Monday, April 29, 2013

From the CEO's Desk: How I Published Five Hundred Posts

A strong voice and passion through writing take time to develop.

Yet, with the barrage of information and opinions available on the Internet today, it's too easy to write what we think others want us to say to drive traffic to us.

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What do you think makes the most impact and creates an engaged readership?

Along your journey to five hundred posts, you'll find what works for you and you'll filter the rest. Today I'm sharing how I reached my 502 post in hopes my journey inspires you.

If you've been blogging for a while, you'll realize that very few people share their numbers. Asking someone about their pageviews is equivalent to asking a coworker how much they get paid.

It's a taboo subject for some reason.

So why am I revealing my numbers? Because, when I was starting out, those women I looked to advice from and who I got help from, did. And I'm a big believer in paying it forward.

Annual Posts versus Annual Visits and Annual Pageviews


Also, I firmly believe that if you just keep writing what you think others want to hear, you won't keep your readers engaged.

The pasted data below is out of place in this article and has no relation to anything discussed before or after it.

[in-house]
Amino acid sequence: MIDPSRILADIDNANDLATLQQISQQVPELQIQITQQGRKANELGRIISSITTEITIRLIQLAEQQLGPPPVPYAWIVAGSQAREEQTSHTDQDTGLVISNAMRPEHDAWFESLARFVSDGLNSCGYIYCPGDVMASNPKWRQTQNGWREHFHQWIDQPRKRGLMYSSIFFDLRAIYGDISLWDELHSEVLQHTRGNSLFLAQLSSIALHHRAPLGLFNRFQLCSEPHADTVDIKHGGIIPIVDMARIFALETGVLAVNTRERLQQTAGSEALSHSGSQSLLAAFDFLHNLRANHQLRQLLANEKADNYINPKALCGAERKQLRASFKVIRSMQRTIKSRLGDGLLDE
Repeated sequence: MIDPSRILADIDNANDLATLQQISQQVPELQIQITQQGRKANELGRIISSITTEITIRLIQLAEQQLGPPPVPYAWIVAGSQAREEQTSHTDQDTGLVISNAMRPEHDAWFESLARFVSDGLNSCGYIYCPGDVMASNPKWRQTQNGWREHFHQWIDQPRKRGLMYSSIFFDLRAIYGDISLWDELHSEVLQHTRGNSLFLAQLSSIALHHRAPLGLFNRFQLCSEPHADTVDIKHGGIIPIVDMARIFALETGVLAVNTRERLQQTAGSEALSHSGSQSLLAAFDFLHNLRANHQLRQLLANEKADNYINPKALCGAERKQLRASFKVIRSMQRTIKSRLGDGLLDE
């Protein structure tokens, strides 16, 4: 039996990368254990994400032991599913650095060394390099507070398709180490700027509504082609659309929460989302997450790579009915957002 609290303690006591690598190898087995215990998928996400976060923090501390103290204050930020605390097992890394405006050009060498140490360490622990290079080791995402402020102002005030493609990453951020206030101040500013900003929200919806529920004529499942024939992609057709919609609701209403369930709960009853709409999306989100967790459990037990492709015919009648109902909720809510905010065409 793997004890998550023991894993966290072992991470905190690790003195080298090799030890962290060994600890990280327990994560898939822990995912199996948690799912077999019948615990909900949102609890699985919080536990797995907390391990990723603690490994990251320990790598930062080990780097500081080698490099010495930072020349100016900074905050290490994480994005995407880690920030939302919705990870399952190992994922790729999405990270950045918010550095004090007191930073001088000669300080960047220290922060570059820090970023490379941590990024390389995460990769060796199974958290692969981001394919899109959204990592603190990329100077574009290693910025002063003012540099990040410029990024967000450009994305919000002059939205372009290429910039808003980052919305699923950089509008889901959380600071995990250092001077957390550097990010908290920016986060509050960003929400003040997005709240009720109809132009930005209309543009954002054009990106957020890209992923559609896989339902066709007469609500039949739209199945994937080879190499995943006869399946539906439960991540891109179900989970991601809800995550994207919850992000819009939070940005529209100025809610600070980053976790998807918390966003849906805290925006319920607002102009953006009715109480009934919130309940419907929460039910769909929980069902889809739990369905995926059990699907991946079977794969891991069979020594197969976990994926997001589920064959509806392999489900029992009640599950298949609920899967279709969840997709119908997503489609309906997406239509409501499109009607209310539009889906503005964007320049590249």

First let me say this... even though I was on a few social media sites early, I did not actively promote my content there. (I had much lower bounce rates than others for this reason.)

I also did not grow my audience with giveaways or advertising. (I saw much higher repeat visitor percentages than others for this reason.) Both giveaways and advertising can accelerate the growth of your site. But, unless you're attracting people who care about your content, you're foregoing stickiness--a magical mix of repeat visitors, low bounce rates, and higher time spent on site.

On my journey to 500 posts, I relied solely on my content and search. With content, I wrote about what interested me and what I was passionate about. Which means all the tips presented here can be applied in today's media landscape.

Magazines for inspiration and clippings for motivation


Who I Look to for Inspiration and for Advice

Shortly into my blogging career, around 2008, I looked to Nicole Balch of Making It Lovely, Meg Keane of A Practical Wedding, Kathleen of And Kathleen/Braid Creative, and Holly Becker of Decor8/Blogging Your Way for inspiration. All four women are incredibly humble and amazingly giving of their expertise. All share their stories of how they got where they are. And, for that I'm incredibly thankful.